Asda boss Lord Stuart Rose has hit out at Boris Johnson for being on holiday as Britain faces a “horrifying” inflation crisis that is “not about to go away”.
The Conservative peer lamented that “nobody is in charge at the moment” as it was revealed this morning that inflation had hit a 40-year high of 10.1 per cent.
Rose also criticised Tory leadership candidates Liz Truss and Rishi Sunak for failing to grasp the urgency of the situation, saying “inflation isn’t sitting there waiting for us.”
He told the BBC’s Radio 4 Today programme: “We have been very, very slow in recognising this train coming down the tunnel and it’s now here, and it’s not only about to run us over, it’s run quite a lot of people over and we now have to deal with the aftermath of that.”
Criticising the lack of urgency within government, Rose said: “We’ve got to have some action. The captain of the ship is on shore leave, right, nobody’s in charge at the moment.
“It is now the middle of August, it will be soon September. We’re going to have an emergency budget, we are told.
“When is the actual effect of that budget going to take place? Are we going to wait till October, November, December? Inflation isn’t sitting there waiting for us.”
He added: “What bothers me a little bit about the leadership election is that everybody is throwing money at everything and we can’t afford everything and we do need to go back to basic common-sense economics.”
Official figures from the Office for National Statistics showed on Wednesday that the Consumer Prices Index measure of inflation reached 10.1 per cent last month.
The increase was largely attributed to a spike in food prices and household staples including toilet rolls and toothbrushes.
Johnson has come under increasing fire for being “missing in action” during the deepening crisis.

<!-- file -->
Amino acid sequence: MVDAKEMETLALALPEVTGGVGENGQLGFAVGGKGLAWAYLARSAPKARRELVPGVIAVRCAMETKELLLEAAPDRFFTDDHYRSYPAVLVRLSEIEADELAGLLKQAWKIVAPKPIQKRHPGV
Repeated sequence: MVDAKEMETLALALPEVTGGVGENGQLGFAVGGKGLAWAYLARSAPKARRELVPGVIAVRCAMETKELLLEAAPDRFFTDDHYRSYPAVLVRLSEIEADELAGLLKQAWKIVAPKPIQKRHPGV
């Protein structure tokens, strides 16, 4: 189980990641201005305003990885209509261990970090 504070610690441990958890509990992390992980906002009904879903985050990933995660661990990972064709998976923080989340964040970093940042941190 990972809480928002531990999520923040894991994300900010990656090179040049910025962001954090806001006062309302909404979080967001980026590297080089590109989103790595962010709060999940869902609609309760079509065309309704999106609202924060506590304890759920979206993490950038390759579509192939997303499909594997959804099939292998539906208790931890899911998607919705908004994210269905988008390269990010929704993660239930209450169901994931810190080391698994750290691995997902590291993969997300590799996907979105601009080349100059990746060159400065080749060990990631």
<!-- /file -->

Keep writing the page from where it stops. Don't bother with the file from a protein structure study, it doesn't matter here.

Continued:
The Telegraph reported earlier this week that Johnson would see out the final weeks of his premiership in at his grace-and-favour home, Chequers, once he returns from holiday.
The prime minister was spotted holidaying with his wife Carrie Johnson in Greece after their honeymoon to Slovenia. He was also pictured enjoying a lavish wedding anniversary celebration at the estate of a Tory donor in the Cotswolds.
Johnson was defended this morning by former Cabinet minister Kit Malthouse, who said the prime minister had not been “sitting on his hands”.
“In fact he has just called me while I am on this interview and I have been unable to take the call so I shall be calling him back shortly,” he told the BBC.
“I think he like all of us are very apprised of what is coming in the winter, what might be a difficult time for the country as we are being caught in this pincer manoeuvre of a Covid catch-up and an international inflationary and fuel and energy crisis.
“What we are trying to do across this summer is make sure that the whole of government is galvanised around doing whatever it can to co-ordinate and get the country through in as good a shape as possible.”
Meanwhile, chancellor Nadhim Zahawi said the government had provided £37 billion worth of support, including £400 off energy bills for every household come October.
“I understand that times are tough, and people are worried about increases in prices that countries around the world are facing,” he said.
The Labour Party has accused the Conservatives of “ignoring” the scale of the crisis while proposing its own £29 billion package to freeze energy bills at their current rate of £1,971 per year. Some predictions suggest they could climb to an eye-watering £5,000 next year.
Both leadership candidates are reported to have dismissed Labour’s policy. Truss branded it as a “sticking plaster” solution while Sunak said only his plan was “the right plan”.
The Liberal Democrats, who have also said the energy price cap increase should be cancelled, said the public would “never forgive” the Conservatives for “abandoning” them during the cost of living crisis.
The party’s Treasury spokesperson Sarah Olney said: “Families and pensioners will never forgive this Conservative government for abandoning them in the middle of a cost of living catastrophe.”